Vintage heaven; vintage hell
The transformation of Fine Wines
As you raise a glass of Chêne Bleu Rosé on a sizzling hot summer’s day, spare a thought for the wine industry, which is facing a perfect storm.
Global warming, increasing regulatory pressures, and disinvestment, are set to dent if not destroy what had seemed a simple story of emerging markets growth and increasing quality which would lead global wine consumption to reach $207bn in 2022.
But the overall global wine and spirits market has slipped by -1.4% in the last five years, according to industry body IWSR, and disruption of the status quo is set to accelerate. In the US, 54 per cent of the population chose to abstain from alcohol, driven largely by 21-34 year olds, according to a 2018 Nielsen Survey.
Parallels with the tobacco industry are not an exaggeration. Imagine a photograph of a liver riven by cirrhosis on a plainly packaged bottle of wine, along with a warning that alcohol can abet breast cancer. Inside, the magnum of Château Kirwan lies, un-drunk and unloved.
Demand for wine in developed markets is under pressure from older generations who are drinking less and younger generations who prefer cocktails and don’t buy into the elitist, obfuscating language used by connoisseurs. Millennials and Generation Z are in any case also drinking less, as evidenced by the drop in turnover at university bars and the increased availability of non-alcoholic cocktails and beers. Hashtags such as #sobersaturday are trending. The ever-widening legalisation of cannabis is another factor in wine substitution.
Health is on the global agenda, with the World Health Organisation (WHO) using increasingly alarmist language about the effects of alcohol, and cash-strapped governments looking more closely at the costs of ill-health from excess use and, in parallel, the benefits of increasing so-called sin taxes. This is affecting investor behaviour too. KLP, Norway’s largest pension fund with $80bn under management, announced in May that it would divest from any company that made more than 5% of its revenues from alcohol. French champagne and wine house LVMH and beer giant Heineken are among those affected. It is likely that this policy will spread as Scandinavians generally lead the way on Environmental, Social and Governance (ESG) investing.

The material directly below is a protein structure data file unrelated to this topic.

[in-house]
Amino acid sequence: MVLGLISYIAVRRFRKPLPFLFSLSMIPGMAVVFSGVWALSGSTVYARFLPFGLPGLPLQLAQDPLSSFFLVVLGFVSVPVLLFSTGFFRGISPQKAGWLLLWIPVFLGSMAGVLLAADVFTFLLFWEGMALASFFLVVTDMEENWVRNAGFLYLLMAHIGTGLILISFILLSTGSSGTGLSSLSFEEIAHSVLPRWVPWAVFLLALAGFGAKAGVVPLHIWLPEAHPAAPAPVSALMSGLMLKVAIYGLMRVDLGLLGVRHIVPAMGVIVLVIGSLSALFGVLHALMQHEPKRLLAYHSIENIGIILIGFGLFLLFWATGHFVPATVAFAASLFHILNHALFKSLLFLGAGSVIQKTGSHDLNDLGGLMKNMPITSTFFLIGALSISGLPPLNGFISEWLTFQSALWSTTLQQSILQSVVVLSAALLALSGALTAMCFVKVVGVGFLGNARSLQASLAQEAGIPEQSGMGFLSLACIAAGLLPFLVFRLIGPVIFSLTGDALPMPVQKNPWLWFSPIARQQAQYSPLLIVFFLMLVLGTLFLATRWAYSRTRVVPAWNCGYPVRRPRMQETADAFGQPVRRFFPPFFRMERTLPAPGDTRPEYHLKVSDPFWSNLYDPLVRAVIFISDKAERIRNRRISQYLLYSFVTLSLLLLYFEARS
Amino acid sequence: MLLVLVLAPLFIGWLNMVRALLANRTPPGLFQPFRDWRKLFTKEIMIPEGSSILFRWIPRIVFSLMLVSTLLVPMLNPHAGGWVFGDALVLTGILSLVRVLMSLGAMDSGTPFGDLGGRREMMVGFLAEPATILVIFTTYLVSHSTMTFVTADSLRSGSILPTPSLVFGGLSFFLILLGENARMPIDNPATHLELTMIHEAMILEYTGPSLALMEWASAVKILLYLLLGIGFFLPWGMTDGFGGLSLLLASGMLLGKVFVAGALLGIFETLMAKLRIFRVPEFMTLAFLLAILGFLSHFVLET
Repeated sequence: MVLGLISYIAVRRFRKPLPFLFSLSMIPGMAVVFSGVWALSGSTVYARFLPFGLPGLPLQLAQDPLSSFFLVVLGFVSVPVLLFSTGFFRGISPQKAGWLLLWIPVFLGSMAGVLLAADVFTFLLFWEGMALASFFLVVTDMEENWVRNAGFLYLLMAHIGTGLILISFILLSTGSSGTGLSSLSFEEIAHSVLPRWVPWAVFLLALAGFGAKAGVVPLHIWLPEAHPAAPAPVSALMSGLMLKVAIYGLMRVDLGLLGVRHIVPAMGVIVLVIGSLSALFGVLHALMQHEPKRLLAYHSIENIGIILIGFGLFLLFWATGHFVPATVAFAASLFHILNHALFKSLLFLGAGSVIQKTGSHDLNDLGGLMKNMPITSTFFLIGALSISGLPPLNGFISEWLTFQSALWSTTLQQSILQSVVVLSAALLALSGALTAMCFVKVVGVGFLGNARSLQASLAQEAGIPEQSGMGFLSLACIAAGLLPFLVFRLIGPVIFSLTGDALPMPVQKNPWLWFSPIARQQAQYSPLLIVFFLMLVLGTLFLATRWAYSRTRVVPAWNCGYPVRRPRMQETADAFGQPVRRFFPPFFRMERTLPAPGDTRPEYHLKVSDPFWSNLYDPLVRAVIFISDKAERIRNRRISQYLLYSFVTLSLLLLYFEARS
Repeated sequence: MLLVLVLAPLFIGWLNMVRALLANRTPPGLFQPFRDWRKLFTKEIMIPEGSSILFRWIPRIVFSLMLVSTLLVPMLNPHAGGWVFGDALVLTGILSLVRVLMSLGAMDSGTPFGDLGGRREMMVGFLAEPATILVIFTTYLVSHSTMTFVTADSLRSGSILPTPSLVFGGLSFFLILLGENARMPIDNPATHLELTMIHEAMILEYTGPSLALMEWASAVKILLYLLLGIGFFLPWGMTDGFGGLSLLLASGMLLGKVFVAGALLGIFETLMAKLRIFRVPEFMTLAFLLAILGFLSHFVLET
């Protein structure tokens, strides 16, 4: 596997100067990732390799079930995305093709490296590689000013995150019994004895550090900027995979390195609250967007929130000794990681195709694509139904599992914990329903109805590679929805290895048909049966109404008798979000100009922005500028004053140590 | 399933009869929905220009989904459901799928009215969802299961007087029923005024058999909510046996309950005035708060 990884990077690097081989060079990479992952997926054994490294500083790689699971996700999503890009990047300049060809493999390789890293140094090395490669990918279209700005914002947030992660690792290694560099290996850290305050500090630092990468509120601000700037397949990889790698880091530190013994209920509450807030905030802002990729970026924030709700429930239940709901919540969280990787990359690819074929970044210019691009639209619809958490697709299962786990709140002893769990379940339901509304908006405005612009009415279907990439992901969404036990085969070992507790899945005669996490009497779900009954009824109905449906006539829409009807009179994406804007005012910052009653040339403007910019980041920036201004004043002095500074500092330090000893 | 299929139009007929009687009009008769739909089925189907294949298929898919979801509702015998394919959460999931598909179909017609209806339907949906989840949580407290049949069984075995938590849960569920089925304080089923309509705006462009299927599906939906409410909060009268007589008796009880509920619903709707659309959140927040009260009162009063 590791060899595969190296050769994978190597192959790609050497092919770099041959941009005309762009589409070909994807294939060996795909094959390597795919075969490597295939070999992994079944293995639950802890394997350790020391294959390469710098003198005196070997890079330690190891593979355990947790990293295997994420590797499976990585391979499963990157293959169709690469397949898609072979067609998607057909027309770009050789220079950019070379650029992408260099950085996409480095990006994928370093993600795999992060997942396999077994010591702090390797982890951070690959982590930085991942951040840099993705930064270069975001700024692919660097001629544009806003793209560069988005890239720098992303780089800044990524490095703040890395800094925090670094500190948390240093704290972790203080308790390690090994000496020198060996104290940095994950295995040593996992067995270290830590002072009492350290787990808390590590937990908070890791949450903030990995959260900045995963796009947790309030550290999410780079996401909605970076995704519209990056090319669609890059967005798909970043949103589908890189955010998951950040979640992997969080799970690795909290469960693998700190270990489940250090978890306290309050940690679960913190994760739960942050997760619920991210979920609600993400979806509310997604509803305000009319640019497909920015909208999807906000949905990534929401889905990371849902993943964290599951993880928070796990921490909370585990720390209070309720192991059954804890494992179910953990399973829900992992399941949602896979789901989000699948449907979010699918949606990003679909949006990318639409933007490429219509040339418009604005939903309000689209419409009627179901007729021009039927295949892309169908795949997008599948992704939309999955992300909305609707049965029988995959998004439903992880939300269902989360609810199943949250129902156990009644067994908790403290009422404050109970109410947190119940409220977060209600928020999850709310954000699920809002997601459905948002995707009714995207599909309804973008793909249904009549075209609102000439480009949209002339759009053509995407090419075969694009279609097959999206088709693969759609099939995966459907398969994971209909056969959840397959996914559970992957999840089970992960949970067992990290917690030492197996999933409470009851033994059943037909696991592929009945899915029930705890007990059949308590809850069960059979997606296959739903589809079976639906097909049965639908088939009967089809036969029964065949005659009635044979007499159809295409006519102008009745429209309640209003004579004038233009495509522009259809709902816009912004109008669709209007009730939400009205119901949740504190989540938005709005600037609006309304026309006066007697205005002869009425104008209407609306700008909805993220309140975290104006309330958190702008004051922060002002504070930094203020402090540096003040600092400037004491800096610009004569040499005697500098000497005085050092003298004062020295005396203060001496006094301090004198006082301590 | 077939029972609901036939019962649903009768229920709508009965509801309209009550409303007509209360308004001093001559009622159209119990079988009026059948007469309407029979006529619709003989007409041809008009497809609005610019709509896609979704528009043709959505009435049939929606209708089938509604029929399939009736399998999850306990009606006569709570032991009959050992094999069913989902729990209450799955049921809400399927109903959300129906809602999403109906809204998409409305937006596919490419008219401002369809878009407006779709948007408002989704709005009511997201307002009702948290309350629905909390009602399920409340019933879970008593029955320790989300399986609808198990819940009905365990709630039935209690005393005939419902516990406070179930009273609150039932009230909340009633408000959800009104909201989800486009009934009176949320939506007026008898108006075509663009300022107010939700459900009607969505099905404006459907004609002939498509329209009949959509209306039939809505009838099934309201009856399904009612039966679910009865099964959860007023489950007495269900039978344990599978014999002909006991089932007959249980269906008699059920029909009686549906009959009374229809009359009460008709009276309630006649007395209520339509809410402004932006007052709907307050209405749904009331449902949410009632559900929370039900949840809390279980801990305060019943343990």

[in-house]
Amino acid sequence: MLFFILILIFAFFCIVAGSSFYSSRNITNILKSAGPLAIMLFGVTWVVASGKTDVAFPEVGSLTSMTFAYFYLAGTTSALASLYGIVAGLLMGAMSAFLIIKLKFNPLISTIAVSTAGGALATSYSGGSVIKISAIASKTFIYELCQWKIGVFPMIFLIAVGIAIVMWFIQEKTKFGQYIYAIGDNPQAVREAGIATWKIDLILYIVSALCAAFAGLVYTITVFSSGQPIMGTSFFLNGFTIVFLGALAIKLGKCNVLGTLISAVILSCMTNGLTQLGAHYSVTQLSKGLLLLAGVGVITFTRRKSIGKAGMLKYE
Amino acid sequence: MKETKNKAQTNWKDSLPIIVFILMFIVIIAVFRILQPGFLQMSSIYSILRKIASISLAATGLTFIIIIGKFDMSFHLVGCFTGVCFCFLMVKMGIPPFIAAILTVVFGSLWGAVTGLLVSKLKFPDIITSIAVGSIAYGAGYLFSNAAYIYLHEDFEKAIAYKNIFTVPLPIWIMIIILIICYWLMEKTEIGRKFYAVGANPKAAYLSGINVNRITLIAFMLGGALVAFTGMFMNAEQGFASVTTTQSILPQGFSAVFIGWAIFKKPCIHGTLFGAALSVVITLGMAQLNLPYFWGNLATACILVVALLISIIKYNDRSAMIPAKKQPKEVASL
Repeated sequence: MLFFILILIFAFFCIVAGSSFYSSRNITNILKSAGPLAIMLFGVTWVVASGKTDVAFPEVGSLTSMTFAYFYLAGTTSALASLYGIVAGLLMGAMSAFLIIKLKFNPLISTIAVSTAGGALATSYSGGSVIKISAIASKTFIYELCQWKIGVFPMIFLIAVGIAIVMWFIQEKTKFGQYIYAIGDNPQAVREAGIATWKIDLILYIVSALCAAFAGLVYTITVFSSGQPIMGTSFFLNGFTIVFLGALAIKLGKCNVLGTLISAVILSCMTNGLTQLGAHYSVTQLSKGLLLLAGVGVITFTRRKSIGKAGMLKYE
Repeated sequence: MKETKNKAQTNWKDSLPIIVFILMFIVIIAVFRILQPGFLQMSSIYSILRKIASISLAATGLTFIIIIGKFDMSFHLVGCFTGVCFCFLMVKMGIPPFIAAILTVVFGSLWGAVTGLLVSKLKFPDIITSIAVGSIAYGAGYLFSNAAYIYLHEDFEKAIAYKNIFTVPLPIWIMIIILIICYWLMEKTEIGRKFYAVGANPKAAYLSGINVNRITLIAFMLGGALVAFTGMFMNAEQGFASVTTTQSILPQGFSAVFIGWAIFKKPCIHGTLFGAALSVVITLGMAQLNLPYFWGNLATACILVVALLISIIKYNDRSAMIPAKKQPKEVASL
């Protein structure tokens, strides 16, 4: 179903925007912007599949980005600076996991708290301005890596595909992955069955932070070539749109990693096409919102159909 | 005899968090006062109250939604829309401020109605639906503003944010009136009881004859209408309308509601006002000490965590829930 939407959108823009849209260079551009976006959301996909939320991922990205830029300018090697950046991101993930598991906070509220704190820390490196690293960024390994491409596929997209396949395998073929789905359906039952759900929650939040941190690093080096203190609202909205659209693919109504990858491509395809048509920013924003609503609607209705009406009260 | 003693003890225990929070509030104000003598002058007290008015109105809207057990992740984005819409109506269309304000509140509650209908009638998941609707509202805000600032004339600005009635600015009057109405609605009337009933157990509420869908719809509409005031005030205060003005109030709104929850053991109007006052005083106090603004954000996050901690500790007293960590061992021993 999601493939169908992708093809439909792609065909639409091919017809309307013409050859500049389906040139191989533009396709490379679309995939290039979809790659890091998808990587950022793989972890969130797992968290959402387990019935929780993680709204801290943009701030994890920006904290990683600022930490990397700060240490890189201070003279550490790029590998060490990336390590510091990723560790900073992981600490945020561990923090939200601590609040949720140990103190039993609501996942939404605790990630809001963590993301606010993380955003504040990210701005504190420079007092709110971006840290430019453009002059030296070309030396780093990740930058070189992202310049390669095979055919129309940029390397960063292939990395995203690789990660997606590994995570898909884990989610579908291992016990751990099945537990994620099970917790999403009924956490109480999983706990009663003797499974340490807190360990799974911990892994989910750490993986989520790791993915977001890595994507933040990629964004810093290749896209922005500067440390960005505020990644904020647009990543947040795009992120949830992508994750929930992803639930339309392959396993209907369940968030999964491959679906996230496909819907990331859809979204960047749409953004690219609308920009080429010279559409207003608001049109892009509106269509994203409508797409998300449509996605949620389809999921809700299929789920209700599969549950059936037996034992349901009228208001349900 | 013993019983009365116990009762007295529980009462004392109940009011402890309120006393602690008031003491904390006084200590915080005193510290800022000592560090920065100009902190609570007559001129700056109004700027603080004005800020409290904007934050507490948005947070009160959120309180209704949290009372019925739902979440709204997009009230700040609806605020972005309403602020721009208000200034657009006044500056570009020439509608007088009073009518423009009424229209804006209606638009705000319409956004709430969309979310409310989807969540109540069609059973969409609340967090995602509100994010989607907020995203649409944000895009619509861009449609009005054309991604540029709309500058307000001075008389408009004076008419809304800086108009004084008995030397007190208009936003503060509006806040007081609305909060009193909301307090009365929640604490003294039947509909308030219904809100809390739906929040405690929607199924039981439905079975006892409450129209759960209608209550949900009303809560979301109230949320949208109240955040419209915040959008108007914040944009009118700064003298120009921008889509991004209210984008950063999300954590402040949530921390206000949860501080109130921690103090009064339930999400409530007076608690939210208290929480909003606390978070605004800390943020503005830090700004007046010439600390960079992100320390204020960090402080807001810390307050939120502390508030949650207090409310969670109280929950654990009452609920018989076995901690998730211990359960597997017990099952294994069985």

Meanwhile, climate change is harming crops, disrupting supply chains and eroding corporate profits. This summer’s European heatwave is likely to be the norm, not an exception, while global cooperation on climate change lies moribund amidst the wreckage of the post-Second World War order. Disorderly trade patterns – be it between China and the US or Britain and the EU – add to the confusion. The door to the fastest growing wine market in the world slammed shut in the face of the US wine industry when President Donald Trump imposed tariffs on China.
Can the industry adapt? Over two sun-drenched days in Bordeaux, 70 winemakers, technologists and reviewers from around the world, came together for a convivial brainstorming on Fine Wine’s evolution. Organised by ARENI, a wine institute, many of its conclusions were just as relevant for the broader wine industry and, potentially, for other consumer companies.
Navigating a future where sustainability and inclusiveness are among the paramount values is crucial to its survival. That means clarity on everything from the wine-growing process to the treatment of the seasonal labour who pick the grapes, along with an openness to sharing information via blogs and tech solutions like the Global Wine Database (GWDB). Even information that may seem ridiculous. “Your millennials want to know the name of the wine maker’s dog - it’s true!” exclaimed a 27-year old sommelier from New York.
Websites like Wine Folly use straightforward language and by so doing are creating new enthusiasts, as are wine bars with top wines by the glass via the clever Coravin system, which doesn’t damage the cork, and apps like Palate Club. Champagne houses like Moët & Chandon are enlarging their offering to a younger clientele by offering a cocktail-like experience. Ice Impérial, a sweeter champagne poured over ice, is the result. Wine makers are exploring lowering the alcohol content without compromising on taste and signing up to wider industry campaigns to advise consumers on drinking responsibly.
China is set to become the second largest wine market after the US and by 2022 its value will be over $19.5bn, reports IWSR. Prestigious winemakers are taking the opportunity to make local wines to feed the increasing appetite of the growing middle class. Château Lafite is launching its first Chinese wine, Long Dai 2017, later this year. In India, private equity group Visvires Capital expects wine tourism to be a source of revenue. The business plan for its four vineyards includes an estimated 300,000 visitors over the next three years for wine tastings, restaurant meals, hotels stay, and wine buying.
Global warming is an opportunity, as well as a challenge. English wine evoked sniggers when it started; wines like Chapel Down from Kent are now classified as Fine Wine and sell at premium prices. Spain’s Bodega Torres has been buying land at higher altitudes. Nordic wine could be the next discovery.
On the back of an uncertain future, the Fine Wine industry is acclimatizing to a new world. Let’s raise a glass of Château Talbot to toast its journey.